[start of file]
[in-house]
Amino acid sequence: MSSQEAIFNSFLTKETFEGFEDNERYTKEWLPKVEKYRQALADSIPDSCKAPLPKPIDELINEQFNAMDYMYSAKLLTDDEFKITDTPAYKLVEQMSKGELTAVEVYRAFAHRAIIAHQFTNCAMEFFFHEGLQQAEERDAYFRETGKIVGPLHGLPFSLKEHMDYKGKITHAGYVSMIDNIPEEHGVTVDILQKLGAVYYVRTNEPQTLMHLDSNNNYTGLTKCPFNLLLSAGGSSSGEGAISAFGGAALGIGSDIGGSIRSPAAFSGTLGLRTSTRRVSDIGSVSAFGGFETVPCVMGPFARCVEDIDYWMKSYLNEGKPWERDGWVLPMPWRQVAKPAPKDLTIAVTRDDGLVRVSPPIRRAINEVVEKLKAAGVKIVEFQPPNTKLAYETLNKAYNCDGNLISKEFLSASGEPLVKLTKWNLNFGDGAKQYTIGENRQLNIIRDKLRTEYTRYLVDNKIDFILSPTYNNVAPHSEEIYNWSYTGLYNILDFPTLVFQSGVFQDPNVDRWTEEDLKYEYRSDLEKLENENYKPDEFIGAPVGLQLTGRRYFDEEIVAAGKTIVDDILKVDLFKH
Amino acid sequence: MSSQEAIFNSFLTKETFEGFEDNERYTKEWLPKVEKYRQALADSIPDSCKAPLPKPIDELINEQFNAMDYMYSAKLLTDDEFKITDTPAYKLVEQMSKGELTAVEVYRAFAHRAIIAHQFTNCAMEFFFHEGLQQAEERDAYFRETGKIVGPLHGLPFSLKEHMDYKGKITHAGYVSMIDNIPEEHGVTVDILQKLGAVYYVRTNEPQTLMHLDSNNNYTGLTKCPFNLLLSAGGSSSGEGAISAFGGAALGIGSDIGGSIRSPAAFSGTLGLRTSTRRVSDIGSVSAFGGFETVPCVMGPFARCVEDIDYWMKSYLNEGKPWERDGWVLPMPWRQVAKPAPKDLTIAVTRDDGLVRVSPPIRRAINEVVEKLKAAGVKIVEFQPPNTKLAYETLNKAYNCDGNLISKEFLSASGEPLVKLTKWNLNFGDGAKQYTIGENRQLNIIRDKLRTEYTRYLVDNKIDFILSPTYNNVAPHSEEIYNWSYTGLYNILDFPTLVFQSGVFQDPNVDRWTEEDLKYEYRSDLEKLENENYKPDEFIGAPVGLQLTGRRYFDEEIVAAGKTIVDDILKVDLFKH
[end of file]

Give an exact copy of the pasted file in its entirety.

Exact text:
[in-house]
Amino acid sequence: MSSQEAIFNSFLTKETFEGFEDNERYTKEWLPKVEKYRQALADSIPDSCKAPLPKPIDELINEQFNAMDYMYSAKLLTDDEFKITDTPAYKLVEQMSKGELTAVEVYRAFAHRAIIAHQFTNCAMEFFFHEGLQQAEERDAYFRETGKIVGPLHGLPFSLKEHMDYKGKITHAGYVSMIDNIPEEHGVTVDILQKLGAVYYVRTNEPQTLMHLDSNNNYTGLTKCPFNLLLSAGGSSSGEGAISAFGGAALGIGSDIGGSIRSPAAFSGTLGLRTSTRRVSDIGSVSAFGGFETVPCVMGPFARCVEDIDYWMKSYLNEGKPWERDGWVLPMPWRQVAKPAPKDLTIAVTRDDGLVRVSPPIRRAINEVVEKLKAAGVKIVEFQPPNTKLAYETLNKAYNCDGNLISKEFLSASGEPLVKLTKWNLNFGDGAKQYTIGENRQLNIIRDKLRTEYTRYLVDNKIDFILSPTYNNVAPHSEEIYNWSYTGLYNILDFPTLVFQSGVFQDPNVDRWTEEDLKYEYRSDLEKLENENYKPDEFIGAPVGLQLTGRRYFDEEIVAAGKTIVDDILKVDLFKH
Amino acid sequence: MSSQEAIFNSFLTKETFEGFEDNERYTKEWLPKVEKYRQALADSIPDSCKAPLPKPIDELINEQFNAMDYMYSAKLLTDDEFKITDTPAYKLVEQMSKGELTAVEVYRAFAHRAIIAHQFTNCAMEFFFHEGLQQAEERDAYFRETGKIVGPLHGLPFSLKEHMDYKGKITHAGYVSMIDNIPEEHGVTVDILQKLGAVYYVRTNEPQTLMHLDSNNNYTGLTKCPFNLLLSAGGSSSGEGAISAFGGAALGIGSDIGGSIRSPAAFSGTLGLRTSTRRVSDIGSVSAFGGFETVPCVMGPFARCVEDIDYWMKSYLNEGKPWERDGWVLPMPWRQVAKPAPKDLTIAVTRDDGLVRVSPPIRRAINEVVEKLKAAGVKIVEFQPPNTKLAYETLNKAYNCDGNLISKEFLSASGEPLVKLTKWNLNFGDGAKQYTIGENRQLNIIRDKLRTEYTRYLVDNKIDFILSPTYNNVAPHSEEIYNWSYTGLYNILDFPTLVFQSGVFQDPNVDRWTEEDLKYEYRSDLEKLENENYKPDEFIGAPVGLQLTGRRYFDEEIVAAGKTIVDDILKVDLFKH